​Fraudulent brokers in ASIC’s crosshairs

by Amy Rosenfeld12 Dec 2013
Following a slew of permanent bans and convictions against brokers announced yesterday, ASIC has sent a strong message to “rogue operators” in the industry.

ASIC has revealed it is currently investigating 20 cases of falsification of loan documents or applications, while stating that fraud by brokers "will not be tolerated".

Australian Broker reported yesterday that ASIC has permanently banned two Sydney-based brokers and one former mortgage broker while announcing the conviction of another.

The announcements were released in quick succession by ASIC, and all related to falsification of loan documents or applications.

An ASIC spokesperson told Australian Broker the regulatory body has “identified significant falsification of loan documentation by mortgage and finance brokers” through reports from AUSTRAC, lenders, industry bodies and consumers.

ASIC has been “very active” in investigating matters of this kind, said the spokesperson.

There are currently 20 cases under investigation by ASIC relating to falsification of loan documents or applications.

“Two of them involve large, ongoing, systematic conduct,” said ASIC. “The remainder appear to involve falsification of documents on a smaller number of transactions motivated by self-benefit."

ASIC was quick to acknowledge these cases are not representative of the broking industry as a whole.

“The spike in action we have taken does not suggest the industry is faltering. However, it should act as a reminder to everyone that there are still rogue operators out there who, contrary to the majority, don’t have the interests of the consumer or the industry front-of-mind.

“ASIC will take enforcement action where brokers engage in fraud or other misconduct regarding information provided in loan applications. This is clearly in the interest of all reputable brokers, as well as lenders and consumers.”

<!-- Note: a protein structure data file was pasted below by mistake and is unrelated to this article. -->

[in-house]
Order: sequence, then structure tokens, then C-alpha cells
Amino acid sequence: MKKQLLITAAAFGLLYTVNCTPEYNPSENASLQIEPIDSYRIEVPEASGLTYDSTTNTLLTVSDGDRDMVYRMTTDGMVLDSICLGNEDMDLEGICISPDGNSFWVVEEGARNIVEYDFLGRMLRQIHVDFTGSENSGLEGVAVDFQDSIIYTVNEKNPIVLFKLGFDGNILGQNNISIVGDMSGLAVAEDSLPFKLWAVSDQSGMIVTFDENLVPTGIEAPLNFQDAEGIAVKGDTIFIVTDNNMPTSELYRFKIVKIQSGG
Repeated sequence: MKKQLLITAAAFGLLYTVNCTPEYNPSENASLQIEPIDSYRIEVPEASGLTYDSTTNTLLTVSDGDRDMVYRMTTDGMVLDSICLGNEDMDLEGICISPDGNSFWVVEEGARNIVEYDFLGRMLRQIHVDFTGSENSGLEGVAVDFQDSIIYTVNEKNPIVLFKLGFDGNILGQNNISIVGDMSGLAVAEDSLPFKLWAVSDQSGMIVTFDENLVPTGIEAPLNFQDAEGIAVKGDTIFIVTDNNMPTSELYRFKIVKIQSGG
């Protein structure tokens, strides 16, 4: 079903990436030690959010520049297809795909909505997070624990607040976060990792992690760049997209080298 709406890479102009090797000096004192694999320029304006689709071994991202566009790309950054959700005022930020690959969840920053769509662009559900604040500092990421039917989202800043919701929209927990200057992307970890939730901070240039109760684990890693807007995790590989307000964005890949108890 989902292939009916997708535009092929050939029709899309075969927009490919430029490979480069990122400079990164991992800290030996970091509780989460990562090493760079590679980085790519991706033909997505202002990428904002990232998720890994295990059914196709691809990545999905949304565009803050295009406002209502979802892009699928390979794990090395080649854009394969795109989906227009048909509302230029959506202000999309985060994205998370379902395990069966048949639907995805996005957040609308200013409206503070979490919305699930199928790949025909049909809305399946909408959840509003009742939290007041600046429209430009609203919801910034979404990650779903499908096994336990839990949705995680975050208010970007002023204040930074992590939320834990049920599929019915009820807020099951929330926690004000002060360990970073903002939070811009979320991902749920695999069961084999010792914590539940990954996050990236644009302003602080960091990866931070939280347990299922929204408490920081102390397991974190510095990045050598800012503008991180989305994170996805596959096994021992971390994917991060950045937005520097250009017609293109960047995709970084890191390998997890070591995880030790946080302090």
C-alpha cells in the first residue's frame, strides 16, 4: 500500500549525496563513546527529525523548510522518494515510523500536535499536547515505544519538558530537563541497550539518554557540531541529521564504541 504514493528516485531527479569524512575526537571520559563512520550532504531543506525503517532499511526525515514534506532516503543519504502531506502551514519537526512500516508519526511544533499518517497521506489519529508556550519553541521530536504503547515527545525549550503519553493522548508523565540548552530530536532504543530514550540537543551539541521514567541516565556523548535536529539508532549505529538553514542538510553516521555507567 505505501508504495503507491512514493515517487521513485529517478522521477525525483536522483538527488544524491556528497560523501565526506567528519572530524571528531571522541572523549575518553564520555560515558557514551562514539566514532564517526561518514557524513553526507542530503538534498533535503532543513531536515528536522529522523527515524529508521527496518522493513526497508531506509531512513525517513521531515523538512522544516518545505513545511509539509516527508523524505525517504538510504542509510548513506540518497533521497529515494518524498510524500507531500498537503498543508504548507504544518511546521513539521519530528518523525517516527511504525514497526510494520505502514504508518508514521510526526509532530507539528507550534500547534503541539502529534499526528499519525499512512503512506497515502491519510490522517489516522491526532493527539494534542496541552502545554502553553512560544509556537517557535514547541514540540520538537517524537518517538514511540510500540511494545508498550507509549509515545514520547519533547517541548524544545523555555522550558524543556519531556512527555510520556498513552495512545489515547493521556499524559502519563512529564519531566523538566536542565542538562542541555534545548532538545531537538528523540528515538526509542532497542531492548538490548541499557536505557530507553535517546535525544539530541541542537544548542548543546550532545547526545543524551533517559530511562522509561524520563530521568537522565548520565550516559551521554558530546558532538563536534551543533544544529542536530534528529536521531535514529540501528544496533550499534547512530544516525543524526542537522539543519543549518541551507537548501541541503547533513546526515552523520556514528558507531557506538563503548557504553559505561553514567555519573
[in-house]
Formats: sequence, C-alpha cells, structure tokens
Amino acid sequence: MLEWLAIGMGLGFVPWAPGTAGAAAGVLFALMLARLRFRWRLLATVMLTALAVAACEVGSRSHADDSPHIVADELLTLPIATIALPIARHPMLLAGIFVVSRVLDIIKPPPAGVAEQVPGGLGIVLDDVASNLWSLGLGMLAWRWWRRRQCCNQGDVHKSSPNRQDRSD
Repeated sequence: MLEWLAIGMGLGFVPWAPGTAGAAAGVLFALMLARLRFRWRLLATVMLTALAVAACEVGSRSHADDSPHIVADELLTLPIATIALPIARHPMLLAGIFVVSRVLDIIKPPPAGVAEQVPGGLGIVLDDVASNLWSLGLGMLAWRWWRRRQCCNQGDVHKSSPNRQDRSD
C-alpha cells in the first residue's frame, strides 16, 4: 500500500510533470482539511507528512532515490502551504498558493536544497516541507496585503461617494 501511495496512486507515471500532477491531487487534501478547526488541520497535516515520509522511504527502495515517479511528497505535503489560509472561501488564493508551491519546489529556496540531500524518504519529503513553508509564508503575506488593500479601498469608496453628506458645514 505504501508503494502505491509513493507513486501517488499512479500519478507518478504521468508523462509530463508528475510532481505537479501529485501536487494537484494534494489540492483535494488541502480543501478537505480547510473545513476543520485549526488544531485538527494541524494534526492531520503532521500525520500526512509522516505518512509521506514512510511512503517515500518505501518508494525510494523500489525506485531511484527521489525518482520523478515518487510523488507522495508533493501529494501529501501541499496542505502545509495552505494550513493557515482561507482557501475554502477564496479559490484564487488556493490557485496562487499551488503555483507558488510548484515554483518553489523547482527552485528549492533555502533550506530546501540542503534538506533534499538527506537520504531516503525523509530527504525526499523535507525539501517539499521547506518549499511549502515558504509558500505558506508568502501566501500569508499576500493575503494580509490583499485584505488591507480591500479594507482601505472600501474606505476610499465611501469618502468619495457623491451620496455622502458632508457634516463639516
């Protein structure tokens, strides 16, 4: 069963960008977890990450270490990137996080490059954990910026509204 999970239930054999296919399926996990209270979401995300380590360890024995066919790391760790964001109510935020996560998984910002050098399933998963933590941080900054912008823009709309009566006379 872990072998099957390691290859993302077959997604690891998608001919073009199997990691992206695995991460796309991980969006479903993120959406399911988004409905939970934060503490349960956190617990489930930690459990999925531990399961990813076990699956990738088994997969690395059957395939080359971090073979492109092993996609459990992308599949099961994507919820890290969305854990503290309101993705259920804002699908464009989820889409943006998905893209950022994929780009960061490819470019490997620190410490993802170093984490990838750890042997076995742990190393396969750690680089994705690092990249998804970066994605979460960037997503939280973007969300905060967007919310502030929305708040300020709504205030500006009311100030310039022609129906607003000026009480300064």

ASIC took over the regulation of consumer credit on 1 July 2010 under the National Credit Act. Prior to this, consumer credit was primarily regulated by the states and territories under the Uniform Consumer Credit Code (UCCC).

“Since the start of the National Credit Act, ASIC has been actively regulating the mortgage broking industry. Our aim is to raise standards and increase consumer confidence, and where possible to work with the industry to drive out poor practices,” said ASIC.

“The new legislation is there to protect consumers. At the end of the day, we expect brokers to operate with honesty and integrity, and in accordance with their responsibilities.

“If brokers break the law, they will hear from us. In particular, fraud by brokers will not be tolerated.


  • by Dave Robinson 12/12/2013 9:00:26 AM

    Great this is what we want/need from our regulator. Well done. Any news on ASIC tackling the fraud conducted through lenders and their branches and any news on how ASIC is being proactive in this area as the above only points to being reactive (refer comment "through reports from AUSTRAC, lenders, industry bodies and consumers").

  • by Regional Broker 12/12/2013 9:11:18 AM

    This sis great news , lets get rid of the rouge elements in our industry . Big news for ASIC they are doing what they need to do at last.

    When we think about this it is also good news for the industry , 20 brokers out of 11,000 plus is a very low number , not an excuse for these rouges , just an observation.

  • by GC 12/12/2013 10:34:40 AM

    Over the years it has been obvious the majority of fraud (for want of a better word) has been conducted through the banks and NOT via the broker chanel. Brokers are for the most part, honest as its our livelihood at stake so its in our interest to fiercely protect it and be honest. I am not sure why ASIC think we should be in their "crosshairs". In fact the fraud issues are discovered by the lenders and NOT ASIC so ASIC shouldnt be accepting the so called accolades for catching these idiots. It time ASIC focused their attention on the bigger problem - the banks own staff. If they are to clean up the undustry they really need to start with the banks.
    I am all for eliminating the rubbish from the industry but it the eye must be cast over the entire industry and not just half because its easier.